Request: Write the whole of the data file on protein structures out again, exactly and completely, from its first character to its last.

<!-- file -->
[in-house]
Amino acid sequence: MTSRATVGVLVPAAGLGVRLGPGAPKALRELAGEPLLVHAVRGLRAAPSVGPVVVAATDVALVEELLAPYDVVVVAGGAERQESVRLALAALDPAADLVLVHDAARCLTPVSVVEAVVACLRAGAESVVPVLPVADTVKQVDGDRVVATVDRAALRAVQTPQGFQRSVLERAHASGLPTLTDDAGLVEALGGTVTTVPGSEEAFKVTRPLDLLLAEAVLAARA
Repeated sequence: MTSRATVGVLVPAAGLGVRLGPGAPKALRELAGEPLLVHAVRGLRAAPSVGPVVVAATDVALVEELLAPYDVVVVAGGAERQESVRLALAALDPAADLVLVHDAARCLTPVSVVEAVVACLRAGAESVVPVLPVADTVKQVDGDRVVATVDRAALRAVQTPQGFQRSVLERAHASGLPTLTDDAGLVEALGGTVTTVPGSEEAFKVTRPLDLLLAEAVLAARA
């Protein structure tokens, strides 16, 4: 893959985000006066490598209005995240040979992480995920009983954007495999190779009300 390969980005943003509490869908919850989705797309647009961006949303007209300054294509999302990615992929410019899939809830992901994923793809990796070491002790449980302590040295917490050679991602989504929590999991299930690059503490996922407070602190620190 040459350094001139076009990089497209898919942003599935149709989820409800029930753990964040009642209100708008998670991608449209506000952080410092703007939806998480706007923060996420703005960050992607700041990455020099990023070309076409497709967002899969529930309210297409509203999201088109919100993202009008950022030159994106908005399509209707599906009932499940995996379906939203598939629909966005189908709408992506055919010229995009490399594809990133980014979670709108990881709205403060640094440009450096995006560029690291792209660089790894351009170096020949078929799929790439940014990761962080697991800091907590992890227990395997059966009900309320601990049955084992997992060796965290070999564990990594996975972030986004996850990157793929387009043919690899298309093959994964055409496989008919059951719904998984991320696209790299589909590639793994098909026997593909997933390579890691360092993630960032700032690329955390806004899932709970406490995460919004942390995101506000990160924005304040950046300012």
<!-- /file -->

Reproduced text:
[in-house]
Amino acid sequence: MTSRATVGVLVPAAGLGVRLGPGAPKALRELAGEPLLVHAVRGLRAAPSVGPVVVAATDVALVEELLAPYDVVVVAGGAERQESVRLALAALDPAADLVLVHDAARCLTPVSVVEAVVACLRAGAESVVPVLPVADTVKQVDGDRVVATVDRAALRAVQTPQGFQRSVLERAHASGLPTLTDDAGLVEALGGTVTTVPGSEEAFKVTRPLDLLLAEAVLAARA
Repeated sequence: MTSRATVGVLVPAAGLGVRLGPGAPKALRELAGEPLLVHAVRGLRAAPSVGPVVVAATDVALVEELLAPYDVVVVAGGAERQESVRLALAALDPAADLVLVHDAARCLTPVSVVEAVVACLRAGAESVVPVLPVADTVKQVDGDRVVATVDRAALRAVQTPQGFQRSVLERAHASGLPTLTDDAGLVEALGGTVTTVPGSEEAFKVTRPLDLLLAEAVLAARA
């Protein structure tokens, strides 16, 4: 893959985000006066490598209005995240040979992480995920009983954007495999190779009300 390969980005943003509490869908919850989705797309647009961006949303007209300054294509999302990615992929410019899939809830992901994923793809990796070491002790449980302590040295917490050679991602989504929590999991299930690059503490996922407070602190620190 040459350094001139076009990089497209898919942003599935149709989820409800029930753990964040009642209100708008998670991608449209506000952080410092703007939806998480706007923060996420703005960050992607700041990455020099990023070309076409497709967002899969529930309210297409509203999201088109919100993202009008950022030159994106908005399509209707599906009932499940995996379906939203598939629909966005189908709408992506055919010229995009490399594809990133980014979670709108990881709205403060640094440009450096995006560029690291792209660089790894351009170096020949078929799929790439940014990761962080697991800091907590992890227990395997059966009900309320601990049955084992997992060796965290070999564990990594996975972030986004996850990157793929387009043919690899298309093959994964055409496989008919059951719904998984991320696209790299589909590639793994098909026997593909997933390579890691360092993630960032700032690329955390806004899932709970406490995460919004942390995101506000990160924005304040950046300012």